RedAssign2[1].3 - Do not confuse this with an exponent of...

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Unit: Elementary Functions and Their Inverses Module: Inverse Functions The Basics of Inverse Functions [email protected] Copyright 2001, Thinkwell Corp. All Rights Reserved. 1559 –rev 06/13/2001 Inverse functions undo each other. In inverse functions, the dependent variable and independent variable switch roles. The graph of an inverse function looks like a mirror reflection of the original graph. Functions that are not one-to-one do not have inverses. One-to-one functions pass both the vertical line test and the horizontal line test . A function f is like a machine which takes a number x and cranks out another number, f ( x ). It can be helpful to have a machine that reverses the process of the first machine. That machine is called the inverse function of the original function. The inverse of a function f is noted by a raised –1.
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Unformatted text preview: Do not confuse this with an exponent of –1, which symbolizes the reciprocal. If you have a function that relates two variables, x and y , then the inverse function will switch them. You can make the switch graphically by reflecting the first graph across the line given by y = x . You can verify algebraically that f and − 1 f are inverses of each other by composing them. Both f –1 ( f ( x ) ) and f ( f –1 ( x ) ) should equal x . If the reflected image of a function does not pass the vertical line test , then it is not a function. Therefore the inverse does not exist. You can see that if the curve of the original function (on the left) does not pass the horizontal line test , then its reflection (on the right) will not pass the vertical line test. If a function is strictly increasing or strictly decreasing, then it is one-to-one ....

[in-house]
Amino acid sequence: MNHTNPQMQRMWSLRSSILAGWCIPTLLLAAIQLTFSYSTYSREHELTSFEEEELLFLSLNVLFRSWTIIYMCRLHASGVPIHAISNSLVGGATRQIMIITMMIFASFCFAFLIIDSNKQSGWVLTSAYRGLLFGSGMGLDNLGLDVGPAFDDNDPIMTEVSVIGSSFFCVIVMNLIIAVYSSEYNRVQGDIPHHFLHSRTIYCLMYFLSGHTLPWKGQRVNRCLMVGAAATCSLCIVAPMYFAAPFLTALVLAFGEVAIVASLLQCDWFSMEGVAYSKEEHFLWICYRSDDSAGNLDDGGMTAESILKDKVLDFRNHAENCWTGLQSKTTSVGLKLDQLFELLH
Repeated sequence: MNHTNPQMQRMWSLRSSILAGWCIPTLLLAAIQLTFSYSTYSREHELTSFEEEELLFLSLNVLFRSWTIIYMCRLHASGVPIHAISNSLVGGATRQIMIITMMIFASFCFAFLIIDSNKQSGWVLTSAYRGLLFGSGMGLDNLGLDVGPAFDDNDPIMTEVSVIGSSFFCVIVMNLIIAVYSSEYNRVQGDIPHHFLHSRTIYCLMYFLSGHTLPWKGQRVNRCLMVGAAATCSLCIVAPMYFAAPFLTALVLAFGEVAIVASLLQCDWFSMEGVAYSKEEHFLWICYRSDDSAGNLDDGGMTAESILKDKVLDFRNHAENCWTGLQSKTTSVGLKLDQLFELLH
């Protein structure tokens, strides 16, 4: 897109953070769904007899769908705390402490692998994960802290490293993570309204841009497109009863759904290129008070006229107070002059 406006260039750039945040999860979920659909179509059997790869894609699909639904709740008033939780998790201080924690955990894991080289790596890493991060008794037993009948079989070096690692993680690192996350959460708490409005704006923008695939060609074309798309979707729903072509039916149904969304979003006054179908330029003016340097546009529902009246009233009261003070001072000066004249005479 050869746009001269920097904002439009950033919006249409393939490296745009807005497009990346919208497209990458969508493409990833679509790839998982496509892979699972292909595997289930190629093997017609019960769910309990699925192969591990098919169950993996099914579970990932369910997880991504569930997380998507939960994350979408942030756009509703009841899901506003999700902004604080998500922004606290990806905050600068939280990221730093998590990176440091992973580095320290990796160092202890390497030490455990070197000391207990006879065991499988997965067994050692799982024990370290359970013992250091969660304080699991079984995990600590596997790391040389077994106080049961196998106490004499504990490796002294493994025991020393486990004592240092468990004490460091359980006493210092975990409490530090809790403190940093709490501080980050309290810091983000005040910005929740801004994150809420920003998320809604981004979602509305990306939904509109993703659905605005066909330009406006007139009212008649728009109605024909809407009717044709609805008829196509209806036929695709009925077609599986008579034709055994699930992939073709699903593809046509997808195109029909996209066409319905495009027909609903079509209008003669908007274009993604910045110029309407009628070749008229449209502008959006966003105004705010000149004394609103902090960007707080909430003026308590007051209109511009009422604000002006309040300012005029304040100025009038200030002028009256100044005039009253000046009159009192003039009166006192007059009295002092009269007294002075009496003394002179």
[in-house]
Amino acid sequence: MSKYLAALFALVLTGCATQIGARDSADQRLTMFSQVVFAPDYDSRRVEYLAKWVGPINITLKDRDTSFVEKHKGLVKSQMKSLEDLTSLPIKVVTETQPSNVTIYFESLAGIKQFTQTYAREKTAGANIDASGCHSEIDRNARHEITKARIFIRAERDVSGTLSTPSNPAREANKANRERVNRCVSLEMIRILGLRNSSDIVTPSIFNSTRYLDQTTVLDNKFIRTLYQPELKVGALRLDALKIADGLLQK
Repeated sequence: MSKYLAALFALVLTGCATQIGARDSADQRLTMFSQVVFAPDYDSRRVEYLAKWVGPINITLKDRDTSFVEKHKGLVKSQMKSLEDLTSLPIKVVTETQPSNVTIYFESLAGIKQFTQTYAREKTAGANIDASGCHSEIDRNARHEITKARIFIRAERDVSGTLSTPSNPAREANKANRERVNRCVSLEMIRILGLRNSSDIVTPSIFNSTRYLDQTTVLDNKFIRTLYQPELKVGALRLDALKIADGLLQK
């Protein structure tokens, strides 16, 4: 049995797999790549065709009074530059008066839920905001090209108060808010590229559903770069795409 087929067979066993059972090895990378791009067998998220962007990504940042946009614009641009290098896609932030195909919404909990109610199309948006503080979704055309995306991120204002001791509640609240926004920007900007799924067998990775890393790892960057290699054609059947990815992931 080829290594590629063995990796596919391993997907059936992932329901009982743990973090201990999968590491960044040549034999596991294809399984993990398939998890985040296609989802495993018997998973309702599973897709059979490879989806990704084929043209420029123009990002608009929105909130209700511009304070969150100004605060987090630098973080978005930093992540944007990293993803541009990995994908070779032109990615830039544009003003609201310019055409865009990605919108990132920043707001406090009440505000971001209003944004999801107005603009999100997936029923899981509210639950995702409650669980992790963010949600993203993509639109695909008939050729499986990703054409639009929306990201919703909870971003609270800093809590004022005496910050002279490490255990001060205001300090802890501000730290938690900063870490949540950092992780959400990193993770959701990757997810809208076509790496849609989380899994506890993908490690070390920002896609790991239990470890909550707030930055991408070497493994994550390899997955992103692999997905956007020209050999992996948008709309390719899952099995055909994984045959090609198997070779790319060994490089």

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This note was uploaded on 04/27/2010 for the course MATH 172 taught by Professor Hyon during the Spring '10 term at Community College of Denver.

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